While these facts seem pretty bleak, consider this: Much of the company's reported 3% yearly growth didn't come from the underlying business (providing innovative solutions in infection prevention, decontamination, and health science technologies), but from recent acquisitions.
When a company uses its cash flow to buy growth, that cash obviously can't be returned to shareholders. Therefore, in calculating the value for the shares, one can't simply look at the current growth rate; the contribution of acquisitions must be factored in, too. Sure, the company could keep buying its growth, but this reduces the yearly cash flow available to owners, and it's this cash flow, which -- when discounted to present value -- gives shares of Steris their value.
So how did Steris do after factoring out acquisitions? Well, the company reported Q4 revenue growth of almost 7%. However, after the acquisitions are factored out, fourth-quarter revenue growth drops to under 3%. If acquired revenue is factored out of full-year revenues, the 2005 revenue growth rate is even less than the reported 3%.
Since the company's overall business is showing so little growth, management has reaffirmed that it's looking to divest some assets in Steris' most unprofitable division, LifeSciences, which posted a $15 million loss this year. But shareholders should demand more. With large competitors like 3M
Steris management might do well to imitate former General Electric CEO Jack Welch and his "No. 1 or No. 2" strategy. (Welch wanted GE to be the No. 1 or No. 2 player in all of its market segments.) This forced the company to either fix, sell, or close any divisions that didn't fit or perform properly, boosting returns on invested capital and increasing GE's overall profitability.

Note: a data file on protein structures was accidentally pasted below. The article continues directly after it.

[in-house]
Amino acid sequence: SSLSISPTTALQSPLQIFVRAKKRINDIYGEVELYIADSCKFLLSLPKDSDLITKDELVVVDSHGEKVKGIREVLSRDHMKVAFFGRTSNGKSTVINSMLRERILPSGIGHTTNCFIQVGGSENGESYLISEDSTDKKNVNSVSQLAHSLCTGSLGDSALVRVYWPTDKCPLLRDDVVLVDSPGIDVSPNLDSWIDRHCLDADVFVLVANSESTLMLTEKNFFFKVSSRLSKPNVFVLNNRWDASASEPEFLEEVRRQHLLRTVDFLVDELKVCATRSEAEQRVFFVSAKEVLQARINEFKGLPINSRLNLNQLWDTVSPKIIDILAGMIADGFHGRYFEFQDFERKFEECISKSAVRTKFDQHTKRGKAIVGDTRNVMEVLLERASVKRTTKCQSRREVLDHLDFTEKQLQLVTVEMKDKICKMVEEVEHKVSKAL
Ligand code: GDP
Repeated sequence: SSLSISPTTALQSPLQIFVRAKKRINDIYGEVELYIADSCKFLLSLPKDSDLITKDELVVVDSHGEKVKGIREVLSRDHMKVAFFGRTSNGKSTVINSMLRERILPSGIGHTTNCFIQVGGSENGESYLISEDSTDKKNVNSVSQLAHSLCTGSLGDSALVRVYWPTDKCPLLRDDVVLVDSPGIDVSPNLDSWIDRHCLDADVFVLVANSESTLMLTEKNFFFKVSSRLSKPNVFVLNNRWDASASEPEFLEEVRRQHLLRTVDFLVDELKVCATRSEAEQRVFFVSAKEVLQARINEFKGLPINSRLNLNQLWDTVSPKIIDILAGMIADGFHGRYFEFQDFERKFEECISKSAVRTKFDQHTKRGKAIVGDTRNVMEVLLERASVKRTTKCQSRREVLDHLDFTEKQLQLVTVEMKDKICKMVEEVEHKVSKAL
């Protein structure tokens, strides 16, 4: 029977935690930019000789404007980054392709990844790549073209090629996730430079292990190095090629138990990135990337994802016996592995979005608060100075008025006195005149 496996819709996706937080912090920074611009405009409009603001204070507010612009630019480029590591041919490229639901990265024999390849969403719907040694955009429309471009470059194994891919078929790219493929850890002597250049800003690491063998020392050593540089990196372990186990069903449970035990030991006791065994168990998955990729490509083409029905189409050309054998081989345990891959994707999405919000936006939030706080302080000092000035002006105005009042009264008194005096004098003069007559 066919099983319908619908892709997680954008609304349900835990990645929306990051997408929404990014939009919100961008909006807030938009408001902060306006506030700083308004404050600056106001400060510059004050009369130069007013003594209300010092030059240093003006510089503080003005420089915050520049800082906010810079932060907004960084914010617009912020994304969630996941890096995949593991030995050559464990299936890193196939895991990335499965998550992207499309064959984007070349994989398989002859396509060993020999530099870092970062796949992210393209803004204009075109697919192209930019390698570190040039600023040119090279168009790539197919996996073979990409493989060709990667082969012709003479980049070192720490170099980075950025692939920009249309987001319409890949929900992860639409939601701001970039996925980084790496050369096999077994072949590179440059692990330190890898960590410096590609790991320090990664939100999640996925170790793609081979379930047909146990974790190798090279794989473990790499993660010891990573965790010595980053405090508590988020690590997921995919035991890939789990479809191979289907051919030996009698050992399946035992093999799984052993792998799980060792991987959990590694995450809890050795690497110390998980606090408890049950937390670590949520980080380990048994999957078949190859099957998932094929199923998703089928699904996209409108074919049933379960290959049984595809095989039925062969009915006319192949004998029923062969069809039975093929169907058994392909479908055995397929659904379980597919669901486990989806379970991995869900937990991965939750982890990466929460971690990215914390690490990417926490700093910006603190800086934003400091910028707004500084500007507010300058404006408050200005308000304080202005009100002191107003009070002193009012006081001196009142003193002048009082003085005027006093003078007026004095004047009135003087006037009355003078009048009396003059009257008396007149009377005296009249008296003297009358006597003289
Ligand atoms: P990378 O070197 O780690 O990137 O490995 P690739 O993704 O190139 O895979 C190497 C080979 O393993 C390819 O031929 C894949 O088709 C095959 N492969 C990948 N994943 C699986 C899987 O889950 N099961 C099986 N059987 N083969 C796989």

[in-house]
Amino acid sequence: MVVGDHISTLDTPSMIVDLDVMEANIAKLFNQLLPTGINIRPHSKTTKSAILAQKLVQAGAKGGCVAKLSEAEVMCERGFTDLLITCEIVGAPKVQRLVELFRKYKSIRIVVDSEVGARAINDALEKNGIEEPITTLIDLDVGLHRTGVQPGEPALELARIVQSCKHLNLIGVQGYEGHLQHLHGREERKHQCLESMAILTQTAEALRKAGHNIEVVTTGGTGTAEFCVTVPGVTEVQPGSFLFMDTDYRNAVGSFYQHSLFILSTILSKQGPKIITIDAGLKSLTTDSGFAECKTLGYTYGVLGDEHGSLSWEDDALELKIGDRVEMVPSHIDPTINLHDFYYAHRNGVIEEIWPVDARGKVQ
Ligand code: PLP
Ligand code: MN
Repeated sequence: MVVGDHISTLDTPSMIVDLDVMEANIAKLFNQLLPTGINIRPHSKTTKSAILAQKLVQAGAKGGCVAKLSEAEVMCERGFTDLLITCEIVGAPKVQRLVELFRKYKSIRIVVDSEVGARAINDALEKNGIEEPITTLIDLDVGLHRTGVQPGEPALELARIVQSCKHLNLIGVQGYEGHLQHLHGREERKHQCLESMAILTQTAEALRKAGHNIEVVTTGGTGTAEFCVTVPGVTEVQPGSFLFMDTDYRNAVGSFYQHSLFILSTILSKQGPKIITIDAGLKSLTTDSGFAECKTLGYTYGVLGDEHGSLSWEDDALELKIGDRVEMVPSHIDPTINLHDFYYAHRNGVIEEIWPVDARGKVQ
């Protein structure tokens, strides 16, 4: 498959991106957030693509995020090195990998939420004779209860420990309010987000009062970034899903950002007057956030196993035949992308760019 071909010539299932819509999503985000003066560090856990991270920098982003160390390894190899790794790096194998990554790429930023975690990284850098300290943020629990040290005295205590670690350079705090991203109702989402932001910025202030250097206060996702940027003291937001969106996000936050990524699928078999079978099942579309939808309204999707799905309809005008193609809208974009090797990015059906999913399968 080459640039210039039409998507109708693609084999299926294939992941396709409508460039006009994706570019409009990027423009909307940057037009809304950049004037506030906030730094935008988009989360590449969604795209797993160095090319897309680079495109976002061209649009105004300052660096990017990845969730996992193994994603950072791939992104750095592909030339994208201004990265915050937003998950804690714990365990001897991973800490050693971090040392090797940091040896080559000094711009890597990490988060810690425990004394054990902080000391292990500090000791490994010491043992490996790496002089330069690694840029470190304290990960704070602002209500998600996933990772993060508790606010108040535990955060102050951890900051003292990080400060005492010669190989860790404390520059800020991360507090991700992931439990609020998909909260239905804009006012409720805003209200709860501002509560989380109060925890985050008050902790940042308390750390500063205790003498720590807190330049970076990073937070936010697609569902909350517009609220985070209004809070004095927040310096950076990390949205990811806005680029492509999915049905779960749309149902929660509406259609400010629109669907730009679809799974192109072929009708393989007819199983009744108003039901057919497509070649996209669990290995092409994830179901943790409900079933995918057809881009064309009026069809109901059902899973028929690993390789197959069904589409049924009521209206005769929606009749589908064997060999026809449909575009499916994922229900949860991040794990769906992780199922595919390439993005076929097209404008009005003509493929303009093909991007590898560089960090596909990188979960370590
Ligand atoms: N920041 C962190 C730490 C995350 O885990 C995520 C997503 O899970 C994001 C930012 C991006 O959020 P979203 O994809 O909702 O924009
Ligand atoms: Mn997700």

While Steris may not have markets in which it is No. 1 or No. 2 in terms of market share, it certainly has divisions that are much more profitable and competitive than others.
But investors may not want to cross their fingers waiting. This strategy would almost certainly knock down the stock price in the short run, as the company's weaker divisions were sold for peanuts while year-over-year growth comparisons suffered. Management would also have to give up the thrill of the acquisition and the corresponding revenue boosts that support the stock price.
But, as it is now, Steris is not well-positioned to deliver shareholder value. With questionably priced acquisitions, very little real business growth, and several sub-par operating divisions, Steris needs to disinfect something, alright, and it has nothing to do with microbiology.
Fool contributor Matt Thurmond doesn't own stock in any of the companies mentioned in this article.